The gay, African American photographer Alvin Baltrop captured the unfolding LGBT life at the West Side piers and elsewhere in New York after the 1969 Stonewall uprising, though his captivating images went unrecognized during his lifetime.

From 1975 until his death in 2004, Baltrop lived in the East Village at 89 East 2nd Street.

Header Photo
Credit: Amanda Davis/NYC LGBT Historic Sites Project, 2022.


Born and raised in the Bronx, photographer Alvin Baltrop (1948–2004) began capturing images as a teenager, producing voyeuristic work that would become his signature style. He photographed street scenes, Malcom X speaking at rallies, and his friends from the Stonewall Inn (Baltrop lied about his age to get into the bar). He joined the Navy as a medic in 1969, during which time he honed his craft as a photographer, utilizing medic supplies as makeshift photography equipment and taking intimate portraits of his fellow servicemen. After an honorable discharge in 1972, Baltrop returned to New York and enrolled at the School of Visual Arts to study photography, though he dropped out two years into his studies when he could no longer balance working and studying.

In 1975, he moved from his mother’s house in the Bronx to apartment 14 at 89 East 2nd Street, where he used the bathroom to develop and print the majority of his photographs. That year also marked the beginning of his time frequenting the piers on Manhattan’s west side—he was encouraged by his girlfriend Alice who, as Baltrop put it, “was always on me to do better.” The pair stayed together until 1980 when he met a man called Mark at the piers, the locus of his most memorable photography.

Baltrop spent over a decade photographing the dangerously dilapidated and abandoned piers and the artistic and emergent queer sexual life that developed there in the 1970s and ‘80s. He later mentioned that he was one of the few, if only, Black photographers capturing images of the piers, which were separated from the rest of the city by the abandoned West Side Elevated Highway. Art critic Douglas Crimp wrote how the derelict highway became a “ghostly barrier between ‘civilized’ Manhattan and the Hudson River. For those willing to cross underneath it, the … piers on the other side presented extraordinary opportunities for experimentation and mischief.” It was here that Baltrop flourished as a photographer, taking pictures that blended documentary street photography with an intimate diaristic style.

One of the many, many reasons why the pier photographs are extraordinary and important, is that Al documented a certain group of gay people in a specific place at a specific time in a way that didn’t glorify, demonize, exaggerate or stereotype, ultimately showing [his subjects] as being human beings.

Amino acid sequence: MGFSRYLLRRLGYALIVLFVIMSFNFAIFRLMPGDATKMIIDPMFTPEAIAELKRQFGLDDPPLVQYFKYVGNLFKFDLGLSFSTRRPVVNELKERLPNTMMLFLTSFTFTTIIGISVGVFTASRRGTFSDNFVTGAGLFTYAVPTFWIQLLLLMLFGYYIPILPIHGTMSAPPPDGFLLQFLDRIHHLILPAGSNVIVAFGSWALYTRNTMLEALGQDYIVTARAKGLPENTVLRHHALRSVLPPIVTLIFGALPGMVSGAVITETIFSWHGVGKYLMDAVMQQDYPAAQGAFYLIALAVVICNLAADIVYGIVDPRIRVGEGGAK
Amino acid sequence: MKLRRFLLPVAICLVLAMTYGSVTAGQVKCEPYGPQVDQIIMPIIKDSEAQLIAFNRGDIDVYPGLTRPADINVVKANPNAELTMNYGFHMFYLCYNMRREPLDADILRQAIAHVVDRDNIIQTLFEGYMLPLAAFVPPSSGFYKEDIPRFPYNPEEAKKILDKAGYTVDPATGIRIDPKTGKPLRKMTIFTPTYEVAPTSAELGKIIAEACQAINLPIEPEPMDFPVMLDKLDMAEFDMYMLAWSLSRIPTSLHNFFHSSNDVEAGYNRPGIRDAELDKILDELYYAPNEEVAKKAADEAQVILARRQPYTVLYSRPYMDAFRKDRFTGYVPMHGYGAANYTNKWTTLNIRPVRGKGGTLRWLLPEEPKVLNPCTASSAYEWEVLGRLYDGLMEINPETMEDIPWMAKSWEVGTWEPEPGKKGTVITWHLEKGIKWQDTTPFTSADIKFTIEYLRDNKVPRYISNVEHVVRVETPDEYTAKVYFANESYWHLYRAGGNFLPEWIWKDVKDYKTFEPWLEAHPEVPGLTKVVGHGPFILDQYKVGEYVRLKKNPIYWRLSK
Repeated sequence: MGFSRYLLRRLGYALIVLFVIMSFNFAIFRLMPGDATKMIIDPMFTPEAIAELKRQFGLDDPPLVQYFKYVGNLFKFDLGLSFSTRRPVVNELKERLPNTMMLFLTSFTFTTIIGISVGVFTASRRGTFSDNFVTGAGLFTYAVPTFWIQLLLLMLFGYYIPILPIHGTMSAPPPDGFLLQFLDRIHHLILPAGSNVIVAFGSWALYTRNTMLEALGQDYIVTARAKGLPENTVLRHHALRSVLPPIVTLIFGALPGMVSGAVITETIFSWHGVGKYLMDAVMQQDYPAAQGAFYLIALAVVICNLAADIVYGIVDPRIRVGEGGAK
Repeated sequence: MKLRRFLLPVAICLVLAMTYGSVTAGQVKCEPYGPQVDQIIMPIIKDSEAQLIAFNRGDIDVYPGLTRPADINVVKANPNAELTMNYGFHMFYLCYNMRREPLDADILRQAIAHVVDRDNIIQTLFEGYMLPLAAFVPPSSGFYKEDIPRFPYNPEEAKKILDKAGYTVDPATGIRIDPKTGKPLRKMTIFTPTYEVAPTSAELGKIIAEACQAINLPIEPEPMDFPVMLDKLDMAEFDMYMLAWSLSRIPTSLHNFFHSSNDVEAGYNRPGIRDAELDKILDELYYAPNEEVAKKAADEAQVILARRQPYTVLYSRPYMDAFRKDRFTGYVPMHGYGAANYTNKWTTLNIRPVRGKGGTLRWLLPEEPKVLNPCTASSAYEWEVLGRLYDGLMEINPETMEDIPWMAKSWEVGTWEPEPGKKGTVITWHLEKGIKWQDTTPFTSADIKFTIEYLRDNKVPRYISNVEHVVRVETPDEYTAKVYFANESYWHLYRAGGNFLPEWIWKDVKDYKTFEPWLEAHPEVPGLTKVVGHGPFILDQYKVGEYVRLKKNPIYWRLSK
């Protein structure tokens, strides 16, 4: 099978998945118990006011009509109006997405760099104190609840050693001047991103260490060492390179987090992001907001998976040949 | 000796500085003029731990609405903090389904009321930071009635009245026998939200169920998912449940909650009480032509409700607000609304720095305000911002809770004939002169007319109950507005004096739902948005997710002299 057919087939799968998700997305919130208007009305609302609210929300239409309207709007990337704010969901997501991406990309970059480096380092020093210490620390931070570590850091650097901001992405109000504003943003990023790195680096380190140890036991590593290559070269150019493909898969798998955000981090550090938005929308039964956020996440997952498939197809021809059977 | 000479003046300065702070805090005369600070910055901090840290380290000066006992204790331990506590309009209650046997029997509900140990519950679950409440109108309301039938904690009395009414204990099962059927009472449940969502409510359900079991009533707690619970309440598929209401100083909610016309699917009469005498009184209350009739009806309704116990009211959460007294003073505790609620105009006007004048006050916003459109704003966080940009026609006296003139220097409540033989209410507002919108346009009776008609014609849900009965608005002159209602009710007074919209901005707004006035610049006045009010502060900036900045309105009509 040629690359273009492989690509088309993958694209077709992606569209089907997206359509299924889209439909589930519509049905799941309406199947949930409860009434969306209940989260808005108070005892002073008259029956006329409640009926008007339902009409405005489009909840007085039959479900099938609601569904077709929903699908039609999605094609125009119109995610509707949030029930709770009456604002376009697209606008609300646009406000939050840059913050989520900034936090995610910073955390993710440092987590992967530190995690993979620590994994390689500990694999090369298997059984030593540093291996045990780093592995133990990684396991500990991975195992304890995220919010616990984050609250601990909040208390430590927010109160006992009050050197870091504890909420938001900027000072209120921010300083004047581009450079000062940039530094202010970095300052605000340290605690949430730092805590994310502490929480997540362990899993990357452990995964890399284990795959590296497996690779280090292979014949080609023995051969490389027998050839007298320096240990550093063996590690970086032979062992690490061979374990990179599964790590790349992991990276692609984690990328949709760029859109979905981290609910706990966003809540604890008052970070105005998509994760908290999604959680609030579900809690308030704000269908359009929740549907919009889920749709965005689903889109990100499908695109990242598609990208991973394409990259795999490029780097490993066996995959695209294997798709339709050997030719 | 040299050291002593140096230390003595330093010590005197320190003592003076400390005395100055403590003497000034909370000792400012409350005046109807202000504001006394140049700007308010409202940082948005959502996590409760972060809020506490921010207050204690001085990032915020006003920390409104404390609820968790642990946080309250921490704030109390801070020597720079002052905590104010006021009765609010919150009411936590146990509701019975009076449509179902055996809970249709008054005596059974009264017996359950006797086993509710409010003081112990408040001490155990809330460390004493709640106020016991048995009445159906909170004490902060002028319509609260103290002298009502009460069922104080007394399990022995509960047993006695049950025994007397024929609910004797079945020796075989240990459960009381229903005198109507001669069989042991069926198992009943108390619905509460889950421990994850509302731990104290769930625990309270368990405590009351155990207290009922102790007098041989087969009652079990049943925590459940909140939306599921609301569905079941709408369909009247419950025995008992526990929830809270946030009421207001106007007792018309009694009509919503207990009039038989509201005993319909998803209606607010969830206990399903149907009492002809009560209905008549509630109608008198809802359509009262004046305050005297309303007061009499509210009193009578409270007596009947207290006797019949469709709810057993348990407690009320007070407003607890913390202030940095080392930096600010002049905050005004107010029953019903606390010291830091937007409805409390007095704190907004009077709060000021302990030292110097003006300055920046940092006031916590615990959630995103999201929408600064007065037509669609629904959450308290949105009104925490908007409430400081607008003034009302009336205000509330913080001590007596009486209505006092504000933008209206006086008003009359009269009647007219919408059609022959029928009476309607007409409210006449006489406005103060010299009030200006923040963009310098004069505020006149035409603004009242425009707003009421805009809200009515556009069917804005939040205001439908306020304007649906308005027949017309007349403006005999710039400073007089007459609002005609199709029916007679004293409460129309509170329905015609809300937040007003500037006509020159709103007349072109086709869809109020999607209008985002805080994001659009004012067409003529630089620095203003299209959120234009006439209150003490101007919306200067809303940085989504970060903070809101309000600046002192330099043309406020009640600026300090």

Randal Wilcox, close friend and Trustee of Alvin Baltrop Trust, 2012

Baltrop was almost completely unsuccessful as an artist in his lifetime. Despite his talent and living in the milieu of the creative East Village art scene in the early 1980s, Baltrop was never regarded in the same light as comparable photographers such as Peter Hujar and Nan Goldin. As an African American, he faced racism and discrimination whenever he attempted to enter the art world, with some gallerists even accusing him of stealing a white person’s work. Baltrop exhibited his work only twice during his lifetime—one exhibition was at a gay bar (The Bar on East 4th and Second Ave around the corner from his apartment in the East Village) where he worked as a bouncer.

Suffering through the loss of loved ones due to AIDS, and struggling with multiple medical conditions of his own, Baltrop died of cancer in 2004. Since 2008, his work has received recognition and today it is held in such museums as the Museum of Modern Art and the Whitney Museum of American Art. The Bronx Museum of Art hosted a retrospective in 2019-20. His images are now celebrated as stylistically accomplished photography, and as a record of an important moment in the queer history of New York City.

Entry by George Benson, project consultant (February 2021).

NOTE: Names above in bold indicate LGBT people.

Building Information

  • Architect or Builder: George F. Pelham
  • Year Built: 1903


  1. Randal Wilcox, “The History That Alvin Baltrop Left Behind,” Atlántica: Journal of Art and Thought, Vol. 52, Spring/Summer 2012. [source of pull quote]

  2. Douglas Crimp, Before Pictures (United Kingdom: Dancing Foxes Press, 2016).

  3. James Reid, Alvin Baltrop: The Piers (Spain: TF Editores, 2015).

  4. Michael J. Carroll, “Alvin Baltrop,” Making Queer History, August 31, 2017, bit.ly/3joY5mX.

  5. Osa Atoe, “Alvin Baltrop,” Color Lines, March 24, 2009, bit.ly/36JUMBH.

  6. Holland Cotter, “He Captured a Clandestine Gay Culture Amid the Derelict Piers,” The New York Times, September 19, 2019, nyti.ms/3tpHuUB.

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48 Sites

Black History Month

Other Sites in the Neighborhood

74 East 4th Street
La MaMa Experimental Theatre Club
Performance Venues
77 Saint Mark's Place
W.H. Auden Residence